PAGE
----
Turkish lira gains after Erdoğan warns banks

Turkey’s lira gained against the dollar on Monday, partially erasing losses last week, after President Recep Tayyip Erdoğan warned banks they would pay a “heavy price” for buying foreign currency.

The lira rose 2.1 percent to 5.64 per dollar at 12:01 p.m. in Istanbul. The currency had slumped more than 4 percent on Friday.

Erdoğan issued the warning to the nation’s banks at a rally in Istanbul. He is campaigning on behalf of his Justice and Development Party (AKP) for nationwide local elections to be held on March 31.

"Some people" had begun provoking Turkey and were attempting to make the lira decline against foreign currencies with local help, Erdoğan said in a speech to thousands of supporters.

"I am calling on those who engage in such activities on the eve of elections, we know all of your identities,” he said. “We know what all of you are doing. Know this, after the elections, we will present you with a heavy bill.”

The lira fell on Friday after data showed the central bank’s net foreign currency reserves declined $6.3 billion to $28.5 billion in the two weeks to March 15, raising speculation that it was intervening to support the currency. Turks have been selling lira for dollars ahead of the elections, causing a surge in foreign currency deposits.

The central bank responded to the lira’s declines by suspending auctions of one-week repo at its benchmark rate of 24 percent, forcing banks to borrow at higher levels of interest.

On Monday, the central bank said it was committed to bolstering its reserves of foreign currency.

“The recent fluctuations in gross reserves are driven by ordinary transactions and periodic factors, and there are no unforeseen incidences,” the bank said.

The Turkish economy has entered a recession following a currency crisis last year that erased almost a third off the lira’s value against the dollar. The turmoil was provoked by concerns about an overheating economy and a political crisis with the United States over Turkey’s detention of a U.S. pastor on terrorism charges.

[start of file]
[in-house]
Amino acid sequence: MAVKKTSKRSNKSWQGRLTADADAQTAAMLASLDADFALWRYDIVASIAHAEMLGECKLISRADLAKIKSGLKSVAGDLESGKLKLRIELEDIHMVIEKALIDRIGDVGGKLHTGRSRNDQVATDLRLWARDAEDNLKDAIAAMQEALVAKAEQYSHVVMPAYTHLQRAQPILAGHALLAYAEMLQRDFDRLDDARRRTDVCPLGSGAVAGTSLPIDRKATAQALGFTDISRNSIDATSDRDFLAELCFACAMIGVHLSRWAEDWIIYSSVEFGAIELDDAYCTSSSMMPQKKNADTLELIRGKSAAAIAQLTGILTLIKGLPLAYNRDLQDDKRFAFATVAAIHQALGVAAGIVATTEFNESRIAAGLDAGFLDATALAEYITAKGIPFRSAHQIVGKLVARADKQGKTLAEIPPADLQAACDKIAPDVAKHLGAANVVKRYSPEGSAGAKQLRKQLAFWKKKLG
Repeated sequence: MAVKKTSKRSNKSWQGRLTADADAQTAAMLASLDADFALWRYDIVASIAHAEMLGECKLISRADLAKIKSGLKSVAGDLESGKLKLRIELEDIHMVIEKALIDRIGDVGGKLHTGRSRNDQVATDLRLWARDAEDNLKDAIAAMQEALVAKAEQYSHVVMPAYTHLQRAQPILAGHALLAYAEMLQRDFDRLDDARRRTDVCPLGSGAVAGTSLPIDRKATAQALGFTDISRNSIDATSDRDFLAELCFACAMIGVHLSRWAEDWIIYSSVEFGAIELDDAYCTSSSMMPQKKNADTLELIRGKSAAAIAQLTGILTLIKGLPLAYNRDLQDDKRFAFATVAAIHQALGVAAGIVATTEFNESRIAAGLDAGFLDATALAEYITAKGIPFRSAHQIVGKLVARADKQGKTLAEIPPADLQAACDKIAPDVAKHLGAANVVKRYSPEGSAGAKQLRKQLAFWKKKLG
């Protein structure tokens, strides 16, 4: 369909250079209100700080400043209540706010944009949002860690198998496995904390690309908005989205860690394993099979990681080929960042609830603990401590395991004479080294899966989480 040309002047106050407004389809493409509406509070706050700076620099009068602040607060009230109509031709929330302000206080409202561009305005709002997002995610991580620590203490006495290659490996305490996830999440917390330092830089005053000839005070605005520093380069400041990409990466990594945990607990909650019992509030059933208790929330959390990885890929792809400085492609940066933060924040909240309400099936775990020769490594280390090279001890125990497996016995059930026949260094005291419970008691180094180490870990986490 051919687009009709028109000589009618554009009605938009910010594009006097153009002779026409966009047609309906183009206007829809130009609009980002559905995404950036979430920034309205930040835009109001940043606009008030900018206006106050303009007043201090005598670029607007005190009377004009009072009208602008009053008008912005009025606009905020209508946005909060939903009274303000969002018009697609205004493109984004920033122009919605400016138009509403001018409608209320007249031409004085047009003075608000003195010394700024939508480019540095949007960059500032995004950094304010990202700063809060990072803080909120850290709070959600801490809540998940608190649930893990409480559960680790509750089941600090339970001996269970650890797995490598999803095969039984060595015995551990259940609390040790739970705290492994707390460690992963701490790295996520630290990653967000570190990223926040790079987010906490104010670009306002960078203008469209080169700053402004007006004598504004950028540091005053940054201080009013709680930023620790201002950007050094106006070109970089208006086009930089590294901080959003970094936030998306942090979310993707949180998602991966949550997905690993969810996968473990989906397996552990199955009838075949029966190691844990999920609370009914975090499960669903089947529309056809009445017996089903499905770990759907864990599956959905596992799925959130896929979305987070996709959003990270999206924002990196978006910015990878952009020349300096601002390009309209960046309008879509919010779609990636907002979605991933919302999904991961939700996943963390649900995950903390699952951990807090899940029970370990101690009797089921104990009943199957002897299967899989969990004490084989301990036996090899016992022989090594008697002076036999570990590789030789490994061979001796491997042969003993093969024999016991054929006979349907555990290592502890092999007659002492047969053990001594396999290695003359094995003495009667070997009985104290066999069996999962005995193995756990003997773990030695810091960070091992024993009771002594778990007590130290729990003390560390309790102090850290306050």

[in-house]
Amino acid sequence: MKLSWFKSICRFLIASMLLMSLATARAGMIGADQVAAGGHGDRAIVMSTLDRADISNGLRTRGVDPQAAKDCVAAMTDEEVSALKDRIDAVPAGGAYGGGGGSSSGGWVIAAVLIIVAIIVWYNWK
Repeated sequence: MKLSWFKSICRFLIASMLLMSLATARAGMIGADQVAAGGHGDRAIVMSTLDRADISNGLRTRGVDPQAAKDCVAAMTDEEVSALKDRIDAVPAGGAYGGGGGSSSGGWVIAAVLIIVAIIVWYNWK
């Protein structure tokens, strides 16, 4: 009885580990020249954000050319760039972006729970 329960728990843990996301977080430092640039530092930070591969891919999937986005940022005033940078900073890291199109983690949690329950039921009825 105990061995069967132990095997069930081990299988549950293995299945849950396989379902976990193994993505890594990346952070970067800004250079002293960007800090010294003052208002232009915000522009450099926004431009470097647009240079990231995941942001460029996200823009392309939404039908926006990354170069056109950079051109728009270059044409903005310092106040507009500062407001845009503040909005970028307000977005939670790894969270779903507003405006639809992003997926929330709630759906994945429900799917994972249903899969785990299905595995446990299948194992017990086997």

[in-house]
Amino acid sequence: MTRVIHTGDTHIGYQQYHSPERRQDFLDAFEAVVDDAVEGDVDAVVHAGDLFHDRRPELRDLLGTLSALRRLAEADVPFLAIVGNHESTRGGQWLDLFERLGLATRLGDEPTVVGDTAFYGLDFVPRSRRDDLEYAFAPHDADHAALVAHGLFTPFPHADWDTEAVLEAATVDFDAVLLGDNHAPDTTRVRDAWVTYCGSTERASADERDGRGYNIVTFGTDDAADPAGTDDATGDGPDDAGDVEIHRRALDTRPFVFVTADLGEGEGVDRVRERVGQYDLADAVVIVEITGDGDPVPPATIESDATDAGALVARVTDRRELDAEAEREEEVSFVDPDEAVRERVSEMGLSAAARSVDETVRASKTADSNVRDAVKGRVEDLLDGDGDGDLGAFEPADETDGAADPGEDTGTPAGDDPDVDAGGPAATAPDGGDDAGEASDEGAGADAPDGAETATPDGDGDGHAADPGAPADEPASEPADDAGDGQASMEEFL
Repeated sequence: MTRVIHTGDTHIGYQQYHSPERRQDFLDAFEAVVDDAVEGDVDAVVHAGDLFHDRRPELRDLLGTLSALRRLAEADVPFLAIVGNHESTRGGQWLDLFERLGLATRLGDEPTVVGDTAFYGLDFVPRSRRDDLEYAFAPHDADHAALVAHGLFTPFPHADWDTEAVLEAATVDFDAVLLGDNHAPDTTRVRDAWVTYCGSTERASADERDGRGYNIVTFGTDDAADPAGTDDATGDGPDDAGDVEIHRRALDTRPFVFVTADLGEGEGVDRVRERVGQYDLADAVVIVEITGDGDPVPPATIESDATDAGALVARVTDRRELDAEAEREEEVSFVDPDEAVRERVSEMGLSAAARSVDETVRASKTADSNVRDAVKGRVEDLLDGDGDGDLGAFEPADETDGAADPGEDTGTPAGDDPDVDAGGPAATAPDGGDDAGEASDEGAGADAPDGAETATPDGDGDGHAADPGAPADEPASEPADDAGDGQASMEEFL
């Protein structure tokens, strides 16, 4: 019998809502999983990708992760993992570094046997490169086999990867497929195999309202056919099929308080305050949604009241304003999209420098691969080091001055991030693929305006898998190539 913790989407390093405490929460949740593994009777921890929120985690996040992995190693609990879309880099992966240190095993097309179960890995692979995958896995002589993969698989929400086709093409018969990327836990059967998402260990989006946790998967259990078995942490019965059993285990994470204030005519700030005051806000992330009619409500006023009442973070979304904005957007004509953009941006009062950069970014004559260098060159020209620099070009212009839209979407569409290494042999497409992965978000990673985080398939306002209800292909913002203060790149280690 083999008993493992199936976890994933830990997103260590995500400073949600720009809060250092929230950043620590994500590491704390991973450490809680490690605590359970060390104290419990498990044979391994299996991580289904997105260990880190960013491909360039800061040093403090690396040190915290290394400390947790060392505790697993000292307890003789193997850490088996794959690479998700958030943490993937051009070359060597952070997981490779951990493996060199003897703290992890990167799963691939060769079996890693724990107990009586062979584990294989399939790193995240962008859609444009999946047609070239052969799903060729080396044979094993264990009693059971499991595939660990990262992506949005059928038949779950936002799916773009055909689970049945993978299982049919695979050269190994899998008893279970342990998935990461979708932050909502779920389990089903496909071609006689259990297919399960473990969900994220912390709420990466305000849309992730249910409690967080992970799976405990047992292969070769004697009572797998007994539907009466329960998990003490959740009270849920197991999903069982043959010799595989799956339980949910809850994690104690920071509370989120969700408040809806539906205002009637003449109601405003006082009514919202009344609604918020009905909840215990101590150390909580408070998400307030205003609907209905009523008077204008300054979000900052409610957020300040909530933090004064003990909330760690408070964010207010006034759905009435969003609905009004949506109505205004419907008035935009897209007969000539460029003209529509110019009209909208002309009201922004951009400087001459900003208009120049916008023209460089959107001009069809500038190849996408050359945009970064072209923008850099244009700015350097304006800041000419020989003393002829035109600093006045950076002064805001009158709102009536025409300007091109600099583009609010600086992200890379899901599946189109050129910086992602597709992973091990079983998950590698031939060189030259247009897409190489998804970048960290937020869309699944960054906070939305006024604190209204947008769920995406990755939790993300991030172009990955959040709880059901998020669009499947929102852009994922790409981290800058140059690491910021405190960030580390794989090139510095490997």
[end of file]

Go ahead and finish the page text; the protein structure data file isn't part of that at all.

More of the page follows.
Turkey's banking watchdog, the Banking Regulation and Supervision Agency (BDDK), on Saturday said it had launched an investigation into JPMorgan after the U.S. investment bank said there was a high risk that the lira would decline after the elections and recommended that clients go long on the U.S. dollar.

Late on Friday, Treasury and Finance Minister Berat Albayrak, Erdoğan’s son-in-law, said speculators were talking down the Turkish economy on social media, labelling the comments ‘’manipulation’’ resembling the anti-government demonstrations in 2013 known as the Gezi Park protests.

On Thursday, the International Monetary Fund also angered the government by calling for reforms to steady the economy and assuage investor concerns.

“The authorities are urged to pursue a comprehensive set of policies to credibly and consistently address the key underlying imbalances,” IMF spokesman Gerry Rice said at a press briefing in Washington.